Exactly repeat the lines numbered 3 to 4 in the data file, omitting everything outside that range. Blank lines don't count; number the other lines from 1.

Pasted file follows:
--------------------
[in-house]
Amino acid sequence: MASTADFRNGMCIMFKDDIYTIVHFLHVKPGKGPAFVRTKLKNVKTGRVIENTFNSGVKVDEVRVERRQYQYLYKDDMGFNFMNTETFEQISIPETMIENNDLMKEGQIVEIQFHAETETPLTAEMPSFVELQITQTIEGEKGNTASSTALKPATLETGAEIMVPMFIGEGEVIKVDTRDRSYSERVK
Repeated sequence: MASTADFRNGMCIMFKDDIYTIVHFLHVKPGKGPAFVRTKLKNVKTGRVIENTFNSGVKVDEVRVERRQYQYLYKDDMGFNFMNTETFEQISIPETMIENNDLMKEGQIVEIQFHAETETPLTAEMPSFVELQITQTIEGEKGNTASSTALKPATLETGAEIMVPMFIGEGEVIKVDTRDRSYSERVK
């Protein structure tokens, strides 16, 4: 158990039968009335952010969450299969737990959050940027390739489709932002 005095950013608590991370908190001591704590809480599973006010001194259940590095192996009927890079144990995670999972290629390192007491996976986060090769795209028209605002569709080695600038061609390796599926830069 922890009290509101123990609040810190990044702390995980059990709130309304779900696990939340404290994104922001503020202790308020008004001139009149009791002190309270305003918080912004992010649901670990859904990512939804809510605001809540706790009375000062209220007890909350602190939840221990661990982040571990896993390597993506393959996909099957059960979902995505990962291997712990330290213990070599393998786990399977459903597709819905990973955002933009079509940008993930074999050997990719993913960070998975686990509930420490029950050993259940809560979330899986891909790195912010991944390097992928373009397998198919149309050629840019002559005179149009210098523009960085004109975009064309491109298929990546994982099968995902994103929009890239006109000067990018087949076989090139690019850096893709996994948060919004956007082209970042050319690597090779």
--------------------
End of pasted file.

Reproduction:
Repeated sequence: MASTADFRNGMCIMFKDDIYTIVHFLHVKPGKGPAFVRTKLKNVKTGRVIENTFNSGVKVDEVRVERRQYQYLYKDDMGFNFMNTETFEQISIPETMIENNDLMKEGQIVEIQFHAETETPLTAEMPSFVELQITQTIEGEKGNTASSTALKPATLETGAEIMVPMFIGEGEVIKVDTRDRSYSERVK
């Protein structure tokens, strides 16, 4: 158990039968009335952010969450299969737990959050940027390739489709932002 005095950013608590991370908190001591704590809480599973006010001194259940590095192996009927890079144990995670999972290629390192007491996976986060090769795209028209605002569709080695600038061609390796599926830069 922890009290509101123990609040810190990044702390995980059990709130309304779900696990939340404290994104922001503020202790308020008004001139009149009791002190309270305003918080912004992010649901670990859904990512939804809510605001809540706790009375000062209220007890909350602190939840221990661990982040571990896993390597993506393959996909099957059960979902995505990962291997712990330290213990070599393998786990399977459903597709819905990973955002933009079509940008993930074999050997990719993913960070998975686990509930420490029950050993259940809560979330899986891909790195912010991944390097992928373009397998198919149309050629840019002559005179149009210098523009960085004109975009064309491109298929990546994982099968995902994103929009890239006109000067990018087949076989090139690019850096893709996994948060919004956007082209970042050319690597090779």